As a genre, pop-rock is a double-edged sword. On the one hand, catchy pop-hooks and polished vocal work can really draw in an audience whilst maintaining a heavier edge will appeal to fans of more alternative sounds; the counterbalance to this is that keeping it too commercial (as opposed to accessible) could potentially damage a band's reputation and stop them from playing certain tours or venues that they might want to. Luckily for Durham's Twister, they bridge the gap perfectly, providing enough grit to balance out the pop production and coming off sounding like one of the most confident and energetic band's I've heard this year.
Following in the footsteps of similar pop-rock acts such as Go:Audio or Saving Aimee, Twister have already garnered support from the likes of The Joy Formidable and EMI and are well on their way to being signed. Fusing together universal sentiments with a melodic blend of radio-friendly guitar-pop and call and response vocal work that's back-boned by consistently tight rhythm sections and percussion; without a doubt Twister are one of the most solid bands on the unsigned circuit at the moment.
It goes without saying, however, that the pomp and the polish won't be for everyone and there is a fair degree of both, particularly on track's such as 'Fall With Me' and 'This Isn't Wonderland'. However underneath the theatrics is a legitimately well-rounded and ambitious group of musicians with a penchant for anthemics that works completely in their favour. Twister are a band that are destined for bigger things; stages, audiences and even aesthetics, exhibited perfectly in their most recent track 'Watch Over You' which is somewhat indicative of The Revival's 'Supercollider', is by no means a negative comparison.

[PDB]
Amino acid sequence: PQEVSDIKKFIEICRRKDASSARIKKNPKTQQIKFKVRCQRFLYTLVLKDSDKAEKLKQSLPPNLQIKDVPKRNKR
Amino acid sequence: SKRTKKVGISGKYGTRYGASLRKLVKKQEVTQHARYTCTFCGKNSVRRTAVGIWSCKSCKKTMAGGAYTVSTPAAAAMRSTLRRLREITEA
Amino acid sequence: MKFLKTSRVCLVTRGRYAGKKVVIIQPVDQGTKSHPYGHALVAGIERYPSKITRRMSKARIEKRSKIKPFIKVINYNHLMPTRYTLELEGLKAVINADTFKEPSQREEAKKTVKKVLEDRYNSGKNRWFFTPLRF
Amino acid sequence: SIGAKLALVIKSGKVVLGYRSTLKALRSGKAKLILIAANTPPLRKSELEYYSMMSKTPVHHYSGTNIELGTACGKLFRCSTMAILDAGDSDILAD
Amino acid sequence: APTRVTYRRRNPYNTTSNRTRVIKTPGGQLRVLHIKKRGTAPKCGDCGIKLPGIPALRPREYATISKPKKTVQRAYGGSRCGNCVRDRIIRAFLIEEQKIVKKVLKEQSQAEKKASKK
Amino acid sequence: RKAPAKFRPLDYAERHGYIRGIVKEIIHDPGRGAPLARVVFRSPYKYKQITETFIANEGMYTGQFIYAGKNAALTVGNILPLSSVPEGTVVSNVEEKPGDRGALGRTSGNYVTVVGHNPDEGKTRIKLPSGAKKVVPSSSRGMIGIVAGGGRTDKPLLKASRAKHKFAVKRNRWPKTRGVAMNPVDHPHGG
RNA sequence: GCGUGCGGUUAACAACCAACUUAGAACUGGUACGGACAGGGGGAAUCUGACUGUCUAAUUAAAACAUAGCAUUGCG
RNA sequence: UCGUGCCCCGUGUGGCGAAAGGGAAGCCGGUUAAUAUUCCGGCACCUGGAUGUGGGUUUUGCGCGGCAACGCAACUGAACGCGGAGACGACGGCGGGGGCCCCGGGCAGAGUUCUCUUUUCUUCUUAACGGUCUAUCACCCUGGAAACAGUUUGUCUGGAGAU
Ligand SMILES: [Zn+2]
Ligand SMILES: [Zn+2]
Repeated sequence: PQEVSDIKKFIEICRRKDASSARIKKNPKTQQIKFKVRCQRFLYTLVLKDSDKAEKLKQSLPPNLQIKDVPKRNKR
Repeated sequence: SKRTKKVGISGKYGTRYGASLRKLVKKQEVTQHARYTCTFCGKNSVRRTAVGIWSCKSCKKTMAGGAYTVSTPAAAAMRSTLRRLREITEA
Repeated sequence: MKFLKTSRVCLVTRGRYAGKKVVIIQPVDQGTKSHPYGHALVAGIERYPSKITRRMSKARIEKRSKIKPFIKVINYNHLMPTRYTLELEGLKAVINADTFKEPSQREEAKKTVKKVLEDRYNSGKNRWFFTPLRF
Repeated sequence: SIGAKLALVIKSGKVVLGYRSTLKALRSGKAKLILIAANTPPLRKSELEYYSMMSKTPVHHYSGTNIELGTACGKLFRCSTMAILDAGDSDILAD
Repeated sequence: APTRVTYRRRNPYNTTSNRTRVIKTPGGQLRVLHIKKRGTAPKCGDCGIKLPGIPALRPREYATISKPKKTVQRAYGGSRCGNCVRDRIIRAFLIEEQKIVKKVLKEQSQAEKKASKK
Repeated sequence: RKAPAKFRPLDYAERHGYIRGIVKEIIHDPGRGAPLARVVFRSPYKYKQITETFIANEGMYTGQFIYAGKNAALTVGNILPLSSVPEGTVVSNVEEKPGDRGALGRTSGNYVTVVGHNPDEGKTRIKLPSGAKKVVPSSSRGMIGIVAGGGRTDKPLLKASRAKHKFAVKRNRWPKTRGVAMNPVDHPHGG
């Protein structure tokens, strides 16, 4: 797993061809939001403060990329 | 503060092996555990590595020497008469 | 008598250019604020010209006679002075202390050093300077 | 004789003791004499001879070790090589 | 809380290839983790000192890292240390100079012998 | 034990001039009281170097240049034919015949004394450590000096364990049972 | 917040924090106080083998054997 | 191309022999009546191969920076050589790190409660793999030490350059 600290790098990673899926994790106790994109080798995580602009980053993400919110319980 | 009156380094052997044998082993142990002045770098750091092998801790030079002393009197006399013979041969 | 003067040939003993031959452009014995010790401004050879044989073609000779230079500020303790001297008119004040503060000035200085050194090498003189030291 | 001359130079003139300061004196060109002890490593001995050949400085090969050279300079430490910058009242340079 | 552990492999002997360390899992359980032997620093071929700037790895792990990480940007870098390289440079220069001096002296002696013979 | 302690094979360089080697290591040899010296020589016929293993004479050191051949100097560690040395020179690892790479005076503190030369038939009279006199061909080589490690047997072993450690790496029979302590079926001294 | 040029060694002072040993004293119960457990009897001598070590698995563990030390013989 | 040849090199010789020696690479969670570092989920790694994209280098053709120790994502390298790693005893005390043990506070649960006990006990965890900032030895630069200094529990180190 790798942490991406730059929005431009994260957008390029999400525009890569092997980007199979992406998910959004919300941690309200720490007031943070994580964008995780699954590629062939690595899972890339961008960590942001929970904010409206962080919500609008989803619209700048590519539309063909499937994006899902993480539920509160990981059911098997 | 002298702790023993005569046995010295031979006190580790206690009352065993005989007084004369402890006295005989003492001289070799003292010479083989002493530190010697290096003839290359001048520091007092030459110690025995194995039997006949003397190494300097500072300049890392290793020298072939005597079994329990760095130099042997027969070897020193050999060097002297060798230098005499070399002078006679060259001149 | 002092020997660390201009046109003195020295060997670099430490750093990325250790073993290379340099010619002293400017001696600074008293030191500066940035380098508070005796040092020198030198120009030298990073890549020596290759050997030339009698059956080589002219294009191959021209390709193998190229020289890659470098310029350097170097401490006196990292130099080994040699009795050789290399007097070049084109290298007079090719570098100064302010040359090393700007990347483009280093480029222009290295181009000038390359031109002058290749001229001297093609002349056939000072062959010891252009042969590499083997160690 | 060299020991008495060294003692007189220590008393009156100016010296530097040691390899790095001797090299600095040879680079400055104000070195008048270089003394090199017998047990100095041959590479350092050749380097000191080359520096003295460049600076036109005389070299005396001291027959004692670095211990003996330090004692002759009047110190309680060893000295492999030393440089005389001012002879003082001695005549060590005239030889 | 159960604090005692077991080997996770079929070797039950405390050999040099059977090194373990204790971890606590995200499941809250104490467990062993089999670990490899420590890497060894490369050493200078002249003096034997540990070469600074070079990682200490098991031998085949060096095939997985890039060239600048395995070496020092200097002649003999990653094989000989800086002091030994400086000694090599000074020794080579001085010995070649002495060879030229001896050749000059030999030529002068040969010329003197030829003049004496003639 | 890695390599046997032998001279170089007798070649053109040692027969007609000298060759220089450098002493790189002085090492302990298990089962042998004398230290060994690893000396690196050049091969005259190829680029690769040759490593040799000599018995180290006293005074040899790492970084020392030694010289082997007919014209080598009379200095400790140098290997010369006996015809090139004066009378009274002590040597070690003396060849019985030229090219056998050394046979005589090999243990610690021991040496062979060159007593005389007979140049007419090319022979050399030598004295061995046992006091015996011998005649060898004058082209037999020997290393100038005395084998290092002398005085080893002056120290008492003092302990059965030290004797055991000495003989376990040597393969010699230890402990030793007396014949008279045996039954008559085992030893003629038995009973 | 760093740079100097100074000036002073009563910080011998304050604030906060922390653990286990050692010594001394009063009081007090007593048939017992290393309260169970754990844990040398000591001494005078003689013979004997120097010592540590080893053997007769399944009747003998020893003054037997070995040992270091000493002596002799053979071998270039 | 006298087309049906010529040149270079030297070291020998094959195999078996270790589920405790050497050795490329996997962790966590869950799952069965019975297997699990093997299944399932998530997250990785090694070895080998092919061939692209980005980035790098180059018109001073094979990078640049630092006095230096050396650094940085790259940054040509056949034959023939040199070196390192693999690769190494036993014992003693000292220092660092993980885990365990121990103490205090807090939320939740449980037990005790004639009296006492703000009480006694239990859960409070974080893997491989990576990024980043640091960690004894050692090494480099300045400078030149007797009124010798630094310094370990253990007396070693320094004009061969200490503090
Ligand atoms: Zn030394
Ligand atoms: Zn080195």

Perhaps my personal favourite track in the band's repertoire (and possibly a guilty pleasure) is 'The I.O.P', a melodic affair that is particularly indicative of the aforementioned yet ultimately ill-fated Saving Aimee. The lyricism is both simple, yet with enough candour to keep it interesting whilst the lead guitar coming courtesy of Steve Stoker is perhaps his strongest performance yet.
While it's certainly not my personal preference, Twister's perfect balance of pop and rock aesthetics is impossible to deny. It's tight; it's radio-friendly; it's polished, doubtless to make teenager girls swoon and ultimately it's getting them noticed. It's also a testament to the nine years that the lads have be been playing together. Proof that dedication and hard-work do pay off.